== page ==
Zearalenone (ZEN) measurements
A method proposed by Berthiller et al. [68] was adapted to carry out ZEN analyses. A sample containing 3 g was added to 24 ml of a methanol:water solution (7:3, v/v) and vortexed for 20 min using a MA563 instrument (Marconi). The extract was then diluted in a methanol:water: ammonium acetate 1 M solution (90:9:1, v/v/v), and 10 μl was injected into a 1200 Series Infinity HPLC (Agilent) coupled to a 4000 QTRAP mass spectrometer (Applied Biosystems), equipped with an ESI source in positive mode. Chromatographic separation was performed at 40 ˚C with a Zorbax SB-C18 column (4.6´150 mm, 5 μm particle diameter) (Agilent). The mobile phase gradient consisted of solutions of methanol:water:ammonium acetate (90:9:1, v/ v/v) (solution A) and water:ammonium acetate (90:10, v/v) (solution B).
Near infrared spectroscopy
Spectra acquisition was performed by a Foss NIRS™ DS2500 equipment with silicon (400–1100 nm), lead sulfide (1100–2500 nm) detector and wavelength range from 400 to 2500 nm, 0.5 nm spectral resolution and 32 spectrum scans. The measurement mode data were acquired in reflectance and then converted to absorbance (- logR) at the time of modeling. The large sample cups was the type of cell used for reading solid samples. Reading time of each spectrum was approximately 1 min. The spectrophotometer was connected to a computer that stored the spectra data collected using the ISISCAN nova program. The spectra file was converted into a JCAMP file, which was used for multivariate data analyses. The final spectral data were exported in order to be evaluated with FB1, FB2 and ZEN data and to perform chemometric analyses with Unscrambler v.9.7 software (CAMO, Norway).
Statistical analyses
The calibration set was arranged in a matrix with 236 (FBs) and 440 (ZEN) rows and 4200 (variable independent) + 1 columns (variable dependent), combining spectral and chemical data for each sample. The absorbance value for each wavenumber was reported in the first 4200 columns, while the analytical concentration (μg.kg-1) of FB1, FB2 and ZEN was reported in the last column. Because spectral data is quite complex, this technique requires the use of several chemometric algorithms [69]. These tools aim at finding quantitative relationships between two sets of measured data [49].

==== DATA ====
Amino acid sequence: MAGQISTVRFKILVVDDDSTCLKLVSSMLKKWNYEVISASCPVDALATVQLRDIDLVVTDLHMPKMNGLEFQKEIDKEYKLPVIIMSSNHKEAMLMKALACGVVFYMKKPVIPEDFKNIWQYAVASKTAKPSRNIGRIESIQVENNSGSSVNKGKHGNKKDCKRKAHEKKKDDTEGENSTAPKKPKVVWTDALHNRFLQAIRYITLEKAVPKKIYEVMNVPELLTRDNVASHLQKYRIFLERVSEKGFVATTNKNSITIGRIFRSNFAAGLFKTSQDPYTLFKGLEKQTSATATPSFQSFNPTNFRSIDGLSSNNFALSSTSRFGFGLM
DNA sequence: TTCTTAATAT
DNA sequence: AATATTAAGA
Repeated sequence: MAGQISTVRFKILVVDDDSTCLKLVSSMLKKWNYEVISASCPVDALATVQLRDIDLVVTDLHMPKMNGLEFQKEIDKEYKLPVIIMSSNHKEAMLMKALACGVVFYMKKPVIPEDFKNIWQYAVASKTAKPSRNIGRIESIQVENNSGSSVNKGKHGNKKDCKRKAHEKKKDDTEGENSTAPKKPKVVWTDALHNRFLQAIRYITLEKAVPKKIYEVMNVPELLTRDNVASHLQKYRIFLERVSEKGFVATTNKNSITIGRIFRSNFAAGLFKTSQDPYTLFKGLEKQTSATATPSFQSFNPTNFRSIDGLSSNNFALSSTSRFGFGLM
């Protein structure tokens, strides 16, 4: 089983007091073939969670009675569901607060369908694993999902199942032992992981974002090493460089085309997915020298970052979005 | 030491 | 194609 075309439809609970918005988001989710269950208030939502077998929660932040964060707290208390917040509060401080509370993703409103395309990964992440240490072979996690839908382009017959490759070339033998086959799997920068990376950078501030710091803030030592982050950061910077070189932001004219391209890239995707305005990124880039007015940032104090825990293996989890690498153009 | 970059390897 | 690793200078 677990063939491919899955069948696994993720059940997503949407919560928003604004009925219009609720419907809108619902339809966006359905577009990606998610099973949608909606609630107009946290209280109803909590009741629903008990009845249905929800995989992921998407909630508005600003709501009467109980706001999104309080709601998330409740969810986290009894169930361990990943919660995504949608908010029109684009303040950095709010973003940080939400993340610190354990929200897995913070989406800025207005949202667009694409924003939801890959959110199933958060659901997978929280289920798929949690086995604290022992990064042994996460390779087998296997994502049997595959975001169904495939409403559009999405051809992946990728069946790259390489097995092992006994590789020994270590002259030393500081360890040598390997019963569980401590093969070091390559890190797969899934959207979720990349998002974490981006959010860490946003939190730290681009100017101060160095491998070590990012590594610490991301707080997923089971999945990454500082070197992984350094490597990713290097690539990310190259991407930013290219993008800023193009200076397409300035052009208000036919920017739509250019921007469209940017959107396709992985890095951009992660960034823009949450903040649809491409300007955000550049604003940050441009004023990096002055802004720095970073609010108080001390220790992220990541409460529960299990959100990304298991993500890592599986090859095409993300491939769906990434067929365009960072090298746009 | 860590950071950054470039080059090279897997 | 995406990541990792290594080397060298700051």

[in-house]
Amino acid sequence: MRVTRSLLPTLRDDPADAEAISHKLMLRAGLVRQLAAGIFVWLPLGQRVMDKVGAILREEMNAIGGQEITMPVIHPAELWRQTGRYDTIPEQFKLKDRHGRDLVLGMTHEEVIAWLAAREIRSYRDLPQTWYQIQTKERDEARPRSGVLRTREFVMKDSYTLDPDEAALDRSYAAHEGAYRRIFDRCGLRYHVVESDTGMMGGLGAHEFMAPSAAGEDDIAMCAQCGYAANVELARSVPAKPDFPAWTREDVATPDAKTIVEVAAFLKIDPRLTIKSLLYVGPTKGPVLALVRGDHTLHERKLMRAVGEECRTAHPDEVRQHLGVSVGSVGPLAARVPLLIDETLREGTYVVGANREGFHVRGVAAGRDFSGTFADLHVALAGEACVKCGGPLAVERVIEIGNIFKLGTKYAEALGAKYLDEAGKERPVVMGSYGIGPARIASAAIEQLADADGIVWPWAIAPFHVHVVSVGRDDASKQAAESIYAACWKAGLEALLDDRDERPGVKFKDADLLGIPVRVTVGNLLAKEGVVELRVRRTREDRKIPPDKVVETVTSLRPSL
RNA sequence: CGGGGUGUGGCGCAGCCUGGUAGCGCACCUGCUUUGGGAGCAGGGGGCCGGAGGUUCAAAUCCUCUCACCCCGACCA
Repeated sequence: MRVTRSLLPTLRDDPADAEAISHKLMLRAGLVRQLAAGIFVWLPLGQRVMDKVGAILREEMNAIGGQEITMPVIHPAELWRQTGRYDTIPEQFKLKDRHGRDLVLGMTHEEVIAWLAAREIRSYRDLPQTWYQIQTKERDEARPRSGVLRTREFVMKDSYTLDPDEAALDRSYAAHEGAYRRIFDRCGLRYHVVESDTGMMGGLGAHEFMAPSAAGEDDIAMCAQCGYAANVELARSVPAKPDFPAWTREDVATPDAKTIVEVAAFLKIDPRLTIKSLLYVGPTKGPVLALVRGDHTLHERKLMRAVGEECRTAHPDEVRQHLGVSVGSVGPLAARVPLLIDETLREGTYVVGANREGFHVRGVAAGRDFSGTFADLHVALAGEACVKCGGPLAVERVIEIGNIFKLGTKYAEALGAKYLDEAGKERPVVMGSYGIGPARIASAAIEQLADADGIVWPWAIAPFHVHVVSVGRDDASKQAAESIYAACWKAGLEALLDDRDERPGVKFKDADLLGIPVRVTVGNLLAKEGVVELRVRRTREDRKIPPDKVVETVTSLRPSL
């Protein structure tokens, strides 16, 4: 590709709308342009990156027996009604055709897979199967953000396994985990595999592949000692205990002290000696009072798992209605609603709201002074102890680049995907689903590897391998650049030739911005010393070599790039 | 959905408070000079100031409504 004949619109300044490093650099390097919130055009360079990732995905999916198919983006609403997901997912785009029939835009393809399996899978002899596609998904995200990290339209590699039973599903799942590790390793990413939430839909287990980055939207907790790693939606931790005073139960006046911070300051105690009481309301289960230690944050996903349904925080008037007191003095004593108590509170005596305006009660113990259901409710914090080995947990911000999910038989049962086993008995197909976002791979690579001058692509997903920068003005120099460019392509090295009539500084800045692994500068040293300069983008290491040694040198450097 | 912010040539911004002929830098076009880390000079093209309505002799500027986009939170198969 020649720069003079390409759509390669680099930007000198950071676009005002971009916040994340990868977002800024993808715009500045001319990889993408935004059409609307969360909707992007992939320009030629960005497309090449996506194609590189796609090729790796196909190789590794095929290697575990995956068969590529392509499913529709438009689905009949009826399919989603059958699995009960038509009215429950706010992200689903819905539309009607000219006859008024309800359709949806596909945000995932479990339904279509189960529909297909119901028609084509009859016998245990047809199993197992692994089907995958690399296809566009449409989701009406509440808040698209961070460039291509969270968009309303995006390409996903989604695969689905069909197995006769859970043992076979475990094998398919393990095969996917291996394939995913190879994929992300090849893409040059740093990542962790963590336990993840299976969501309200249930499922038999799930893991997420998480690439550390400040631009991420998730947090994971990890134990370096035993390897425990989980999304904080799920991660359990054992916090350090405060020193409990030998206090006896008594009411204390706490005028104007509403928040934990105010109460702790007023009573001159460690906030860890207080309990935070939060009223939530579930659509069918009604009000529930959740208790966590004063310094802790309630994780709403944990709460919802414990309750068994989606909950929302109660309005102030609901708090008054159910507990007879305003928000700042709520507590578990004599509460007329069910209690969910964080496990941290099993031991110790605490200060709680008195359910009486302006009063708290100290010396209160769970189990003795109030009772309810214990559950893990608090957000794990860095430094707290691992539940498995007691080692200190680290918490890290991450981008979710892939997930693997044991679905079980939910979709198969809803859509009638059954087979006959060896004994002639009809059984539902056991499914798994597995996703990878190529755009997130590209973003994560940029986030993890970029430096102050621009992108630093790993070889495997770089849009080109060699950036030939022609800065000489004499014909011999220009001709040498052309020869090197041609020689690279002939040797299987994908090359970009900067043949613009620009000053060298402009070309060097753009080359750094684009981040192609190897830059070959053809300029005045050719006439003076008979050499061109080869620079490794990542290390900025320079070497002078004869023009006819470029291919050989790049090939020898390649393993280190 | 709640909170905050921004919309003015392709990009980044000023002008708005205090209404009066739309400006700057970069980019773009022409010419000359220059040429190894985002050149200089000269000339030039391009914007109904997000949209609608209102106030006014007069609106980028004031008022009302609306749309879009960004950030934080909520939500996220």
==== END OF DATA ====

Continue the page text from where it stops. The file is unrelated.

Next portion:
The spectral information used in the model covered the full spectral range as it was not clear at that point in time in which specific wavelengths FBs would be present [62,63,70]. Several pretreatments were tested in the spectral data, with the best accuracy in the model being chosen. Partial least squares (PLS) was used [71], considering that absorbance values of contiguous wavelength were collinear variables. This method is based on correlating two data matrices, one containing the new measurements, X (independent variables), and another with the values of the property of interest measured by the reference method, Y (dependent variables). This technique creates new variables to decrease data dimensionality called principal components (PCs) [72]. In order to verify whether the model was robust in predicting new samples, cross-validation was used. In this case, a sample is taken from the calibration set and the model is created with the rest of the model samples. Thus, the model parameters do not change significantly when new samples are added to the calibration set and can be applied to complex mixtures [69].